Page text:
Ys Zanmai

yszanmai Album Title:
Ys Zanmai
Record Label:
Catalog No.:
Release Date:
February 28, 2013
Buy at CDJapan


Ys Zanmai is a collection of arrangements from Falcom’s best-known series, Ys. Noriyuki Kamikura, Toshiharu Okajima, and Yukihiro Jindo return once again to put their spin on a variety of tunes throughout the series’ history. How does the album turn out and does it manage to be as successful as Falcom Boss Zanmai?


The album opens up with “The Depth Napishtim” from Ys VI: The Ark of Napishtim. It is a fantastic way to open up the album with its stunning violin lines and cinematic flair. The translation from the synth led original to this more orchestral focused arrangement is one that manages to satisfy. Jindo tackles another arrangement from the same game, “The Ruined City ‘Kishgal.’” It’s a faithful upgrade from the original, keeping intact the pounding electronic accompaniment and violin lead, , although upgrading it for the better,  Jindo also arranges “Feena,” one of the franchise’s most iconic themes. It keeps the same atmosphere as the original, featuring a very soft soundscape; however, the lead instrumentation choice of the harmonica gives it a bit of a rustic and backwater touch. It closes out the album nicely.

Kamikura offers two solo arrangements of his own, both originally from Ys IV: The Dawn of Ys, but also featured in the remake. “Casnan, the Frontier Town,” is an interesting tune, and in my opinion, the stronger of the two arrangements. It is an interesting blend of jazz, rock, and an almost carnival-like sound, which, compared to the rest of the arrangement is definitely a bit out of place. However, I find that the jazz section far outweighs the quirky choice of the opening of the arrangement. His other arrangement, “Last Decisive Battle,” is more phoned in. It features a darker, ominous tone with its rock focus. It doesn’t do anything out of the box so it might be boring to some. Another issue with this track is how it seems to cut-off rather suddenly, as if a portion of the mix didn’t make it onto the album for some reason, compared to the rest of the album.

Toshiharu Okajima offers up three arrangements. The first, “A Premonition =Styx=,” from Ys: Oath in Felghana takes the piano tune and turns it into a soft, easy listening tune. The piano is still the dominant force in the arrangement, but there are some soft electronic touches, some added jazz influence, and a steady beat. Overall, I’d say it’s a satisfying arrangement, but nothing particularly special. Okajima’s other arrangements both come from the original Ys IV. “The Dawn of Ys” is a fantastic adaptation of the game’s main theme, featuring a violin and guitar lead, with a sound that sounds right out of the 80s with a killer guitar solo to boot. “Crimson Wings” is an electronic rock tune that gives it a dance vibe. The lead is mostly synth, although the guitar does appear from time to time. Overall, it’s an enjoyable arrangement.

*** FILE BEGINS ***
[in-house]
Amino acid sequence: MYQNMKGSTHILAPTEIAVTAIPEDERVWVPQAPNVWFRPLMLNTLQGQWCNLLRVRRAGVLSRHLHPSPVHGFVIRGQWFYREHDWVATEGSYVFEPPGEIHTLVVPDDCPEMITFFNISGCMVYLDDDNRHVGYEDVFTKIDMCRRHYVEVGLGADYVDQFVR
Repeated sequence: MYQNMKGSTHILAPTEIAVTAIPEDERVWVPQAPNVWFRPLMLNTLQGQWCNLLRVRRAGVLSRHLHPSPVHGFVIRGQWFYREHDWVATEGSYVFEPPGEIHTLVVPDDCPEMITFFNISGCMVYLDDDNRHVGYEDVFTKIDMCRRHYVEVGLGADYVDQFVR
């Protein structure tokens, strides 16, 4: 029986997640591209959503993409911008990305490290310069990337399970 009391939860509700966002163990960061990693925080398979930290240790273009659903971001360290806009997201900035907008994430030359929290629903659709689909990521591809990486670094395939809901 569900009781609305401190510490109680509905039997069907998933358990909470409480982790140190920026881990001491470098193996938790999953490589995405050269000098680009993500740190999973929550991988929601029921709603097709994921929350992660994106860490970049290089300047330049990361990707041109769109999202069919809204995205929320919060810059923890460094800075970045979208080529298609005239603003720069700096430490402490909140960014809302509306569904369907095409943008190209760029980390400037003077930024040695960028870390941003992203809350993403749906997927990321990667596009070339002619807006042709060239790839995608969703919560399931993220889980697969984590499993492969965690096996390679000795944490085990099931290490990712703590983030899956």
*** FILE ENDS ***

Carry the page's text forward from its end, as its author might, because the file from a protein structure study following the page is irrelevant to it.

The album also features a collaboration between Yukihiro Jindo and Noriyuki Kamikura, incorporating fan favourite “The Last Moment of Dark”. It is quite clear how this arrangement was tackled. The sweeping and ominous orchestral opening is clearly Jindo’s hand at the helm, whereas Kamikura tackles the remainder of the track with its powerful rock lead. Overall, it’s another great arrangement where each composer is playing towards their strength.


Ys Zanmai is a tune that features both hits and misses. Each composer has arrangements that manage to satisfy on the whole, but there are others where it seems like a phoned in effort or a faithful upgrade rather than any unique interpretation. On the whole, for fans of Ys, this may satisfy; however, the lack of the original tunes from Ys Origin, as well as tunes specific to Ys II, Ys V, and Ys Seven are noticeable absences, especially the latter given it never got a super arrange album of its own.  There is a plethora of styles of what is present; however, I wouldn’t call this the definitive Ys arrange album either and there are better arranged albums out there dedicated to specific games.

Ys Zanmai Don Kotowski

Do you agree with the review and score? Let us know in the comments below!


Posted on September 8, 2014 by Don Kotowski. Last modified on September 8, 2014.

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About the Author

Currently residing in Philadelphia. I spend my days working in vaccine characterization and dedicate some of my spare time in the evening to the vast world of video game music, both reviewing soundtracks as well as maintaining relationships with composers overseas in Europe and in Japan.

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